Q    So the progress that they’re making, does that suggest that a smaller force would be fine, like of 5,000?

SENIOR ADMINISTRATION OFFICIAL:  Well, it suggests how do we focus on supporting those functions of the Afghan National Security Forces that are going to be necessary for sustainability so that not only can they serve as a combat force in the field, but how are they building out the structures and institutions of a national army, and also how we’re going to coordinate with our allies, some of whom have also indicated a commitment to a post-2014 Afghanistan.

Q    But is it fair to say that short of whoever wins the election, not signing the BSA, that the zero option is off the table at this point?

SENIOR ADMINISTRATION OFFICIAL: If there’s not a BSA, we will not keep troops in Afghanistan.

Q    Right.  But if the BSA is signed, you guys will move forward with --

SENIOR ADMINISTRATION OFFICIAL:  Well, yes, I think the President has indicated that, and you saw in his comments today that it’s our expectation that if there is a BSA we’d look at how -- what force structure could fulfill those missions.  And that’s what he’ll have a chance to speak to in the coming days.

Q    Ten thousand has been the high number that we’ve been using.  Is there -- we shouldn’t use that number anymore when we talk about the range?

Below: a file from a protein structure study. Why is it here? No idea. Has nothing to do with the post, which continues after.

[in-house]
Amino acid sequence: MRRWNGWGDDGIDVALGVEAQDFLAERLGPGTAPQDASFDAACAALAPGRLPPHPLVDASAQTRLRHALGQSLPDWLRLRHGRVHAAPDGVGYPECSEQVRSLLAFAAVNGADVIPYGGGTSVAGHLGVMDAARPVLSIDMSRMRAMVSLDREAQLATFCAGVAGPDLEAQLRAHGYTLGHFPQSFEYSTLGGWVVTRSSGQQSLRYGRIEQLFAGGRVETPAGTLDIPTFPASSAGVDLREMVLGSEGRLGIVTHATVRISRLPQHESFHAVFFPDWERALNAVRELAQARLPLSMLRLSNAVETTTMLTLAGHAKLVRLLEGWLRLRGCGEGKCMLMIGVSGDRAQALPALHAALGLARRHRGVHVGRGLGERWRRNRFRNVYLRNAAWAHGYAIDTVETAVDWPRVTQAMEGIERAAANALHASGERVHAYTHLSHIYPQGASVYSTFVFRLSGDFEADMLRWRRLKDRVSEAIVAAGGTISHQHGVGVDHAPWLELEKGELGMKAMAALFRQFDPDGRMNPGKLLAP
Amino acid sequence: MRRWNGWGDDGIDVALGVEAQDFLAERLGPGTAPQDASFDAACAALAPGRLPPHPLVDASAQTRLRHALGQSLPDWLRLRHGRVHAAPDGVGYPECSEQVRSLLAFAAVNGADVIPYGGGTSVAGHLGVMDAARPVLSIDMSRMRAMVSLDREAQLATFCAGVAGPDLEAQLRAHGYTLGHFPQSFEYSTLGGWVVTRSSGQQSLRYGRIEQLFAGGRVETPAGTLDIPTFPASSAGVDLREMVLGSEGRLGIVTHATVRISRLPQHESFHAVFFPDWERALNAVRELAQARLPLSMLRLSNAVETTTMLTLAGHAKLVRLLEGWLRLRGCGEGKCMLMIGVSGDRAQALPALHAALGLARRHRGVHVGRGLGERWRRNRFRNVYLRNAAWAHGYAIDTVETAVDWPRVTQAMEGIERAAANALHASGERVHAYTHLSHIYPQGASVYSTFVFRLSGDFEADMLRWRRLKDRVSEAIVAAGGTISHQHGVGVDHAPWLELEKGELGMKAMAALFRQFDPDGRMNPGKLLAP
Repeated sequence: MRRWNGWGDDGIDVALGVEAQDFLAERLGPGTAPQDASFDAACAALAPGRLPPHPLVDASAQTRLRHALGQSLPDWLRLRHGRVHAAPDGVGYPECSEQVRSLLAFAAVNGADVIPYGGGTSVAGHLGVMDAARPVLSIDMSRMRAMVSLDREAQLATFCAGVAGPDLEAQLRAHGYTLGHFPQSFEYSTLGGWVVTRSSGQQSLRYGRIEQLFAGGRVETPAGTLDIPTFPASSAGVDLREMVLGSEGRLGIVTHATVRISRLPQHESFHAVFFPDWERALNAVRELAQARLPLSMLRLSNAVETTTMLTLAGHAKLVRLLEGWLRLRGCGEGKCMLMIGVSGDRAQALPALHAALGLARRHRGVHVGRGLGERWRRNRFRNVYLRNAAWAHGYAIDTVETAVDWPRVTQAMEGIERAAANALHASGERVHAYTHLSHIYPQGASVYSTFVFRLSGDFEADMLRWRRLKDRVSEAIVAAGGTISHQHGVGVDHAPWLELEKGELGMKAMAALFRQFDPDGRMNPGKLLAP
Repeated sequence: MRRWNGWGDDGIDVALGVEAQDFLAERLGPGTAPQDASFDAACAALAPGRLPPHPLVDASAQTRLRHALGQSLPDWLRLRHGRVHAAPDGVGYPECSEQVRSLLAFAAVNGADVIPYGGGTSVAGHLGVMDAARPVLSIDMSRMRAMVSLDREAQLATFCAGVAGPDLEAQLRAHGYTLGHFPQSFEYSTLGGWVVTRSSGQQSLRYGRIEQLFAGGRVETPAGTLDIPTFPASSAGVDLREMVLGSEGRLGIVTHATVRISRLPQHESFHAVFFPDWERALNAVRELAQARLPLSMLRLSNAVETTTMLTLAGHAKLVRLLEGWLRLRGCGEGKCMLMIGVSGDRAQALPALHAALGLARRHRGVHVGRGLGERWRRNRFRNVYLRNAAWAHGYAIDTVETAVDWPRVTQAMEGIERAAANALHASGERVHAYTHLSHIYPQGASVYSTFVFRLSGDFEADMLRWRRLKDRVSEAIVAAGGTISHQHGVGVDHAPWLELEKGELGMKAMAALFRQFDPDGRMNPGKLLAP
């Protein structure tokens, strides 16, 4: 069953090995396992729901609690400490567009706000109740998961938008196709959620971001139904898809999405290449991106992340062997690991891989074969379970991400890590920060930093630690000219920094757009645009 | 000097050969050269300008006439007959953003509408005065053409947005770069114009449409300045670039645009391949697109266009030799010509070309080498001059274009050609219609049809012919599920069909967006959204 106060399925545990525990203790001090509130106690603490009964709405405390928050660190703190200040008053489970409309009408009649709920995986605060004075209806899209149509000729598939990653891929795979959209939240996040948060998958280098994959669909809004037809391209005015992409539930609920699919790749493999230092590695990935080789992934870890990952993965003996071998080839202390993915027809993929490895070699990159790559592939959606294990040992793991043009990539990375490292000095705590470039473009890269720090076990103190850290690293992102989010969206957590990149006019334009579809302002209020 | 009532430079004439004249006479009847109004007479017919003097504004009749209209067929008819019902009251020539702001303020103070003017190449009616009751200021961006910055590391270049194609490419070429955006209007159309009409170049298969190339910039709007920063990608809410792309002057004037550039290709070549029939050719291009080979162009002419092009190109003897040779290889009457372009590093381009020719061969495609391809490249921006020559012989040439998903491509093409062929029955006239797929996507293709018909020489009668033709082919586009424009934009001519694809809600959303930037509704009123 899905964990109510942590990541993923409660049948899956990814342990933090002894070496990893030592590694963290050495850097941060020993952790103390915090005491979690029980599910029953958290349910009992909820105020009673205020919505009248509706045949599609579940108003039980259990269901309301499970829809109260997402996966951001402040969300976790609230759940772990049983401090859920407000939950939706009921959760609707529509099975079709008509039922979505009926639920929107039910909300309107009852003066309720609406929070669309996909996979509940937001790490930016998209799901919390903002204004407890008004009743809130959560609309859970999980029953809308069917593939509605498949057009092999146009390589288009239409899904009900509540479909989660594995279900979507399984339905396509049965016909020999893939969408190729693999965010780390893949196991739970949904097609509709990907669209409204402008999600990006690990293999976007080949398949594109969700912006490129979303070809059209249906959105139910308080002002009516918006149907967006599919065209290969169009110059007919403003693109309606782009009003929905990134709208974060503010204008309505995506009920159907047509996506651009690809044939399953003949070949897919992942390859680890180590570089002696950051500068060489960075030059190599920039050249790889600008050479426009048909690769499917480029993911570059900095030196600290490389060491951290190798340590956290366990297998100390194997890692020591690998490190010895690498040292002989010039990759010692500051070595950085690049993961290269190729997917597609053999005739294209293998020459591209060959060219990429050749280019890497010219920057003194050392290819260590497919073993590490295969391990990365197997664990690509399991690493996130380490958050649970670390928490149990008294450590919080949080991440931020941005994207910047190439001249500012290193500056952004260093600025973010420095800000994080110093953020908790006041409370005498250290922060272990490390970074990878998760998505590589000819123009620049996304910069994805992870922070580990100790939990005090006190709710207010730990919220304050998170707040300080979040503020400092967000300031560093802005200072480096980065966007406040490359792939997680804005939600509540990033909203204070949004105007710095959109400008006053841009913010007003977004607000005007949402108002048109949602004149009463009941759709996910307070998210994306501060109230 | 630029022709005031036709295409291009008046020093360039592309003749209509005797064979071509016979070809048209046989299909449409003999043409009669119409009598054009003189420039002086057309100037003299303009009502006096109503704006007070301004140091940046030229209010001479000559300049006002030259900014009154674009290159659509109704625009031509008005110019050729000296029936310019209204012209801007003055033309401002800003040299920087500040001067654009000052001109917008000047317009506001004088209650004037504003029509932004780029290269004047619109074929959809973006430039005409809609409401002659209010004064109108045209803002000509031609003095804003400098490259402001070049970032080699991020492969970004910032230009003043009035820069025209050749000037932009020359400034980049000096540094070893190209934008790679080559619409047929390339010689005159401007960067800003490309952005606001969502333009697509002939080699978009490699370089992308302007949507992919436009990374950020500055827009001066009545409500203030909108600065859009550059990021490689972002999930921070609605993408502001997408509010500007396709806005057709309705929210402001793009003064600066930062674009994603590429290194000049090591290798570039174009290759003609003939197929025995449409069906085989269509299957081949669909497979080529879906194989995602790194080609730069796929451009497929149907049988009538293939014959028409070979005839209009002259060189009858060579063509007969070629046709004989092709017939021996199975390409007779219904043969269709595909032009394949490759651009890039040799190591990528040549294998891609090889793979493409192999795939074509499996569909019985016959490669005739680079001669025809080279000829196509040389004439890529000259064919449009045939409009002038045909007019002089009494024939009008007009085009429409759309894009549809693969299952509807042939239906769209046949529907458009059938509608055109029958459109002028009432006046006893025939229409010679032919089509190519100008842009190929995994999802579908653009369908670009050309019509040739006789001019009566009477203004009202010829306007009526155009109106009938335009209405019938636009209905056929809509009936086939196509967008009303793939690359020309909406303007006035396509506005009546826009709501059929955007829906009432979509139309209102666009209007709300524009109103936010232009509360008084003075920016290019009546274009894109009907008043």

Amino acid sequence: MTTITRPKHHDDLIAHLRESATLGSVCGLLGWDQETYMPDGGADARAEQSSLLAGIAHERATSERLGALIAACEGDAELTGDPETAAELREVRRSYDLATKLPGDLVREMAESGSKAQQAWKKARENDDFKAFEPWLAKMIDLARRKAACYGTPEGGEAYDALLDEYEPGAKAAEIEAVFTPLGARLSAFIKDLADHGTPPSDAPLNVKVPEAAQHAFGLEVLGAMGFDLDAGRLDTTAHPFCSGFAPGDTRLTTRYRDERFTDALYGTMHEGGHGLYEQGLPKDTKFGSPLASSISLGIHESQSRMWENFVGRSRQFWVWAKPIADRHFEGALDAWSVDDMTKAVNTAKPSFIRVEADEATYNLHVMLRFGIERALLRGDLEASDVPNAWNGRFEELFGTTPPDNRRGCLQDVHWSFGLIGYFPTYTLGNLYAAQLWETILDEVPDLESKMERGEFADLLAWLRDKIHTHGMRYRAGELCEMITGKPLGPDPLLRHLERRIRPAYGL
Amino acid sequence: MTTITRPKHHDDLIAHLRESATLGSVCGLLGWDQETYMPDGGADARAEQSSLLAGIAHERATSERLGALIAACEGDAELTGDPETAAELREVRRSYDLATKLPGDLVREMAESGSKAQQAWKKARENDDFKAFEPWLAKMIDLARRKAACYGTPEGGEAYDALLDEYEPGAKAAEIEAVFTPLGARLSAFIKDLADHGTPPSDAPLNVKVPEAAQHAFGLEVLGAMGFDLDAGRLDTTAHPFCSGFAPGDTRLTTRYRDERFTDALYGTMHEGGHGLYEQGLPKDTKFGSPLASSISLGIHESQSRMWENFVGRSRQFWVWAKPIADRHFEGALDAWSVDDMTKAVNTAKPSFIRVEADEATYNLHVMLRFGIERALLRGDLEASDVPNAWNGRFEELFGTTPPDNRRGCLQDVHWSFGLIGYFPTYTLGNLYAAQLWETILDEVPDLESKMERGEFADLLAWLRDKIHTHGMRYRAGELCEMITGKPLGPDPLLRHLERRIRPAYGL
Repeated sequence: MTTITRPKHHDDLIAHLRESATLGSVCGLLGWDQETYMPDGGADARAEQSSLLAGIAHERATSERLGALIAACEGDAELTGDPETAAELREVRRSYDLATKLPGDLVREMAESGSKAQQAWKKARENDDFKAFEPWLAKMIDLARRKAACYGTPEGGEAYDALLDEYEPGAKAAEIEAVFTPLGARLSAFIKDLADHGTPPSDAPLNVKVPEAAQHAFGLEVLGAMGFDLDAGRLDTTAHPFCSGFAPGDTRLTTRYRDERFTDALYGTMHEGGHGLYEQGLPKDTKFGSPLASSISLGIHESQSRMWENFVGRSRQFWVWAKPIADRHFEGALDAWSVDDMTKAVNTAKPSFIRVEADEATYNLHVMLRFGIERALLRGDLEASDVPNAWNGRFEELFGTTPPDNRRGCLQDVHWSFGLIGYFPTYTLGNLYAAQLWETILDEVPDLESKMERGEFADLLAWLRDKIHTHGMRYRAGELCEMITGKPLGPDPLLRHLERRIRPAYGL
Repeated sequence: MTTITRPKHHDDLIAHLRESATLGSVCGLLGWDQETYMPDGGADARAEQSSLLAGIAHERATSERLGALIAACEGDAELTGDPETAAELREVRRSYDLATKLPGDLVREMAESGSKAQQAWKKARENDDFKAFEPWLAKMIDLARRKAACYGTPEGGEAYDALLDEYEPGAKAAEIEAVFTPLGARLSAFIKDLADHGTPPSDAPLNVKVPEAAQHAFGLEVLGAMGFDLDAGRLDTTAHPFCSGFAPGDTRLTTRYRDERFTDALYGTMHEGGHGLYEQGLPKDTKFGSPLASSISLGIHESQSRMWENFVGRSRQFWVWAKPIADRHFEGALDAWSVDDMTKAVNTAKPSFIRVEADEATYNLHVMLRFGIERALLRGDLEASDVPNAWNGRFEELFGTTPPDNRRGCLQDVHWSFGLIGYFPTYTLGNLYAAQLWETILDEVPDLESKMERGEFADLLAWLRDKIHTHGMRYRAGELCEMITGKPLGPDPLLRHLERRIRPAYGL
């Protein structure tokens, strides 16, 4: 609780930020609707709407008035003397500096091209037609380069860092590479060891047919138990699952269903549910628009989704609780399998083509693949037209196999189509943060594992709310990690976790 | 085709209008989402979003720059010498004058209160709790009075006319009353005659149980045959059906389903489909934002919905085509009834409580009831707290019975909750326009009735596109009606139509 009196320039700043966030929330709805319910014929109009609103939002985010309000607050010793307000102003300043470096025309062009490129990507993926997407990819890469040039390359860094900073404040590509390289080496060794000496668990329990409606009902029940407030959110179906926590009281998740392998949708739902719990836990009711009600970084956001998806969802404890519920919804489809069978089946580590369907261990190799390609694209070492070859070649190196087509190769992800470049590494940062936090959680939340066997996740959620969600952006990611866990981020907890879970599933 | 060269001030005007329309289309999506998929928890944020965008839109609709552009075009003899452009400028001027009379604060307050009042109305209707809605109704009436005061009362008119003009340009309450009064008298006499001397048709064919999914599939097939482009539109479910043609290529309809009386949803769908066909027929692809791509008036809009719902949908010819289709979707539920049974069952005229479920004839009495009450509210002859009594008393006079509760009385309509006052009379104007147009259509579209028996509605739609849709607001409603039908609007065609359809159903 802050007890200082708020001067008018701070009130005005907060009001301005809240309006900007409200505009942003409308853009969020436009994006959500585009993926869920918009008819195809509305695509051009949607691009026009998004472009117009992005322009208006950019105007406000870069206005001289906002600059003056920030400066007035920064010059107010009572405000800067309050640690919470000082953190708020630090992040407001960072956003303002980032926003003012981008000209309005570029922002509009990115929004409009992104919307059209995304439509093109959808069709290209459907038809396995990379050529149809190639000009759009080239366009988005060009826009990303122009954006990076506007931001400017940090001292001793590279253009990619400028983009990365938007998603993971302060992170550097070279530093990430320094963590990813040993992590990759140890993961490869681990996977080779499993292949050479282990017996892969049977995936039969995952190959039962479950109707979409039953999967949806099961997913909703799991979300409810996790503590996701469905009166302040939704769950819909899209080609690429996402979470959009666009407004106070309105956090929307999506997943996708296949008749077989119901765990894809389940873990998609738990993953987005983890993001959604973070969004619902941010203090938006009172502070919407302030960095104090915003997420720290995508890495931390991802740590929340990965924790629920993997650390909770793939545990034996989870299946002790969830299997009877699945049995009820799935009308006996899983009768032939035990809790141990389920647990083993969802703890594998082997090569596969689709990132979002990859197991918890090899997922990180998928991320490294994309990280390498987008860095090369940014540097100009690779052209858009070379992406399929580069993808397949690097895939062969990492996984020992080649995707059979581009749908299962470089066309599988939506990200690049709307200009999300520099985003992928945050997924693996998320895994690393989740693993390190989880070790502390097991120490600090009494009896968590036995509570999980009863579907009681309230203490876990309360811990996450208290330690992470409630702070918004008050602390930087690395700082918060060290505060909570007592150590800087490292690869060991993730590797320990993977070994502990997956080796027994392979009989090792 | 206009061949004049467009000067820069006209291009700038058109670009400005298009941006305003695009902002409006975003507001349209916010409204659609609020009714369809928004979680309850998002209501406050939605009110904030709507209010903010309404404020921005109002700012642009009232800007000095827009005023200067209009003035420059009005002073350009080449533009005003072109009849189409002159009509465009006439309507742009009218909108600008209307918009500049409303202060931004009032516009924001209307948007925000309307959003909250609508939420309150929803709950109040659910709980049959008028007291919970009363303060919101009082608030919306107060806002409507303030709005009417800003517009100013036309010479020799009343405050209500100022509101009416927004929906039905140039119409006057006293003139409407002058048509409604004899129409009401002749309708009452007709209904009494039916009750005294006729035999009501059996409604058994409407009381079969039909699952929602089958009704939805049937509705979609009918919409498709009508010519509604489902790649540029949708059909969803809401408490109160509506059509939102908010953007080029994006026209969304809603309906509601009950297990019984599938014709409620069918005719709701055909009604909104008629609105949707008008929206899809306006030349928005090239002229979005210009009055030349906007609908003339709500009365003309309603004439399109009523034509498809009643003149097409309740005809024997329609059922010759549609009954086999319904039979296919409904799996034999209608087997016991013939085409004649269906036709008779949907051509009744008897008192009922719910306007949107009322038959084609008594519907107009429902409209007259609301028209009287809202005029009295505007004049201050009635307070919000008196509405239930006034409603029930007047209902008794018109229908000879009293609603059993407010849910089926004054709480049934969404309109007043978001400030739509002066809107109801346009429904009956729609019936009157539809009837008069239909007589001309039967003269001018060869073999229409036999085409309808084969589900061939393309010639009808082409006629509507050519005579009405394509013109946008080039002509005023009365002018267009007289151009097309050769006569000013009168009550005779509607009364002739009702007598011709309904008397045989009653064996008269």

SENIOR ADMINISTRATION OFFICIAL:  I’m not going to get into numbers.

Q    Has the President called, or is he planning on calling on this flight either anyone in the leadership of Ukraine or in Russia?  And can you talk about that?

SENIOR ADMINISTRATION OFFICIAL:  We don’t have any current calls scheduled, but I would expect that he will call at the first opportunity the newly elected President.  I think, obviously, we want to monitor how they are certifying those results.  What I will say is that the President was commenting about how well the election went from his perspective.  Clearly, the Ukrainians turned out in significant numbers.  Clearly, the message they were sending was one of national unity and a commitment to democracy.  Even in some of the more difficult provinces you saw people working to vote.